Wednesday, February 22, 2012

Allegro ma non troppo

Shi Kang considered himself a happy man.

Writing 15 novels had made him a millionaire. He owned a luxury apartment and a new silver Mercedes. He was so content with his carefree life in Beijing that he never even traveled overseas.

Today, a year later, Mr. Shi is considering emigrating to the U.S.—one of a growing number of rich Chinese either contemplating leaving their homeland or already arranging to do it....

So what changed Mr. Shi's mind? A year ago, for the first time, he traveled outside China. Initially he just planned to visit a girlfriend studying in New Jersey, but he ended up buying a BMW X3 sport-utility vehicle and doing a 40,000-mile road trip around the U.S....

...with Beethoven blaring on the stereo, he had something of an epiphany.

"As soon as you leave the city, the U.S. is really a big garden," said Mr. Shi. "It's like a symphony: When Chinese people listen to these idyllic pastoral tunes, they can't picture it, because China just doesn't have these things."
Behind the pay wall in The Wall Street Journal.

Monday, February 20, 2012

What Motivates The Left?

Why do they care so deeply about the kind of insurance coverage Catholic employers provide? It's not as if NARAL and Planned Parenthood devotees are heavily represented in the workforce of Catholic institutions. And you don't see petitions from leftwing pressure groups calling on the church to provide better dental and vision coverage, or mental health benefits. Which would, as a pragmatic matter, be much more helpful for more of the workforce than the contraceptive mandate. No, for the left, the fight isn't about social justice or the proper scope of the state. It's about the contraceptives. It's about sex.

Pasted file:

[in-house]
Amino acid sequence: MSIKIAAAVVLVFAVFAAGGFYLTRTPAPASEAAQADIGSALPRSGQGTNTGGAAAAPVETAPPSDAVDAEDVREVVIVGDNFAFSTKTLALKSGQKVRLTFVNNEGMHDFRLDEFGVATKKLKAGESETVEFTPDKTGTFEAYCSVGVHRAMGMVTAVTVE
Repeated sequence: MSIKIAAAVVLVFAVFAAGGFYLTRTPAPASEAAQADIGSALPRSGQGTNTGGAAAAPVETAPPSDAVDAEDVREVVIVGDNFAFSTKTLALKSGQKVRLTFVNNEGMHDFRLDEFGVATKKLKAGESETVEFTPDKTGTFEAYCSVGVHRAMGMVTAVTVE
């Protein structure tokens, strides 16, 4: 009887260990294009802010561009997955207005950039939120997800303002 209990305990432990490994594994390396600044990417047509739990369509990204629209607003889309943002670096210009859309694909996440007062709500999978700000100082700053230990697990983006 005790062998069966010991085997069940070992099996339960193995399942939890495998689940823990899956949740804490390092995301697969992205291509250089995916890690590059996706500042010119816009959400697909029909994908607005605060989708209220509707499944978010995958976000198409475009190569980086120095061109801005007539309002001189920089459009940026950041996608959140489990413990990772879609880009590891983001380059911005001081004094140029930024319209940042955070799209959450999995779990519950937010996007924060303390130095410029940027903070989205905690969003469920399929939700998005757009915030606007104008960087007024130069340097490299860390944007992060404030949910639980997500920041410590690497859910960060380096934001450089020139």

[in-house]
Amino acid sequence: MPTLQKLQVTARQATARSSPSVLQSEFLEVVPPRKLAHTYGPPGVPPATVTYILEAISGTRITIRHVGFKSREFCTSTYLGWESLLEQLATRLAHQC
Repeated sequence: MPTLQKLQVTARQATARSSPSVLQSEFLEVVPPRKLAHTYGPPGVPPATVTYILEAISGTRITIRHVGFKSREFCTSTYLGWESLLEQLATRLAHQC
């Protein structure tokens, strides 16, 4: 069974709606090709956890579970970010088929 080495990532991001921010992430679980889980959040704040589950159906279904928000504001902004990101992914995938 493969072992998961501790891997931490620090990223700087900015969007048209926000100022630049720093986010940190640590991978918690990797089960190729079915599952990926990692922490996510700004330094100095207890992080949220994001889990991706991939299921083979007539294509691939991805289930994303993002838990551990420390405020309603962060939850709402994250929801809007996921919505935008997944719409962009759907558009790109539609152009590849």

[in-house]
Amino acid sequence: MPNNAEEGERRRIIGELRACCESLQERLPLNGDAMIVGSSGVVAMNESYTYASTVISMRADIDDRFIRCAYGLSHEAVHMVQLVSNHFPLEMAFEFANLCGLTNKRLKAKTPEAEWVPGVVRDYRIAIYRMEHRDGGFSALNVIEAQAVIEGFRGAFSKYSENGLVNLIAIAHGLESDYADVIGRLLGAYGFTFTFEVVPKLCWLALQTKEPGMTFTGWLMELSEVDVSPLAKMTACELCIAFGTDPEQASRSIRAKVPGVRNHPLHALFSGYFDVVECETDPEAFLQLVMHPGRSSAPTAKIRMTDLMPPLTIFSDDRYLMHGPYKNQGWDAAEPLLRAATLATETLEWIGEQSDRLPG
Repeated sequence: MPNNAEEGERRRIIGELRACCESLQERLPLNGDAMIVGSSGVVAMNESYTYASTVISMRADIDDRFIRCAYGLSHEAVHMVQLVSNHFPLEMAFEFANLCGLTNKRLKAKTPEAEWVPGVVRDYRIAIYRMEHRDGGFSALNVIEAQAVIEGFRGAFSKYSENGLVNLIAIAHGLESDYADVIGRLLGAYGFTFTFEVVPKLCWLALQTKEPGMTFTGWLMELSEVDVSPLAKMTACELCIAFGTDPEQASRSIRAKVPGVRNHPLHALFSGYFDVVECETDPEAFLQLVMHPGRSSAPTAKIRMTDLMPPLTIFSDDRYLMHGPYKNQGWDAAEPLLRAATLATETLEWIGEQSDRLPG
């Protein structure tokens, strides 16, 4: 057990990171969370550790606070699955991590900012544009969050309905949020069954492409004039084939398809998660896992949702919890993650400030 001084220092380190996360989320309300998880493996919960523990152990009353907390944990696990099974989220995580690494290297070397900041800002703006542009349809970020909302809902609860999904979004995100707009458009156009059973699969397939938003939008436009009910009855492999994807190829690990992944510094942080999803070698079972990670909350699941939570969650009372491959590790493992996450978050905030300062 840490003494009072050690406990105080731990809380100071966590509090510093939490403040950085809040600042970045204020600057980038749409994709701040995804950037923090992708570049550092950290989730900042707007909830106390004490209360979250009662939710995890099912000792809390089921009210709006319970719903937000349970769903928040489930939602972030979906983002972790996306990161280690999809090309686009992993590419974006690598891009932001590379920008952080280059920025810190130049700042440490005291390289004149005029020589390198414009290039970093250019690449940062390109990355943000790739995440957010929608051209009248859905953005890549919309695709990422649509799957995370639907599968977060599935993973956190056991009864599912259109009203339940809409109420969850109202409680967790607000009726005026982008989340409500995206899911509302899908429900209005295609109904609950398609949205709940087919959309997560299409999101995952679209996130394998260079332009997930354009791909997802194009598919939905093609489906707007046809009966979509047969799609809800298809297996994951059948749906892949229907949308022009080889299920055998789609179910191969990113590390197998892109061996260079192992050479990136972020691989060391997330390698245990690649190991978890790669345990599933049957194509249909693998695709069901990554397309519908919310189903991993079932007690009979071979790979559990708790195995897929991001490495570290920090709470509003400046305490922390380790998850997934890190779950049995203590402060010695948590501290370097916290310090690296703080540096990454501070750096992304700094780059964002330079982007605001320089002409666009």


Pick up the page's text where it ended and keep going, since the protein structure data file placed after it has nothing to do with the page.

Ahem. This blog does not deal in sticky subjects. We will, however, refer you to Jonathan V. Last in The Weekly Standard.

Saturday, February 18, 2012


pimples.pngThat's what I call him. They call him Muscular: Dissection: Head and neck: Lateral, but that seems kind of impersonal.

It's one of a zillion images from this little A&P app I've been writing for Android tablets. I would tell you more but the NDA forbids.

Tuesday, February 14, 2012

Enough With the Tiger Moms

Joe Queenan has the last word.
This spring, no fewer than four new books on the subject of ethnic maternal supremacy will be published. According to child psychologist Atahualpa Vargas, a native of Cochabamba, Bolivian mothers are revered the length and breadth of South America for their stoic resolve and devotion to their children, a subject covered in his new book Incredible Incas: Why The Best Moms in the World Come from La Paz.

This claim is challenged, however, in Addfwyn Griffith's new book How the Welsh Invented Modern Motherhood, where the professor at the University of Glamorgan-Aberystwthy argues that Welsh mothers are far superior to the French, the Chinese and the Bolivians because "the Welsh keep their mouths shut and don't keep reminding their kids how special they are."

Not to be outdone, Super-Moms from Fiji! contends that children growing up in the South Pacific make the happiest adults because the weather allows them to play outside all year around, so their mothers can stay inside and not get worn to a frazzle by having to entertain them all day.

Finally, in Matriarchs of the Yurt, a German woman who has raised two sets of triplets in Ulan Bator says that Mongolian mothers whose husbands spend a lot of time on the road can raise their kids in a more placid environment, not having to worry about the old man coming home in a bad mood every night and making everyone else miserable.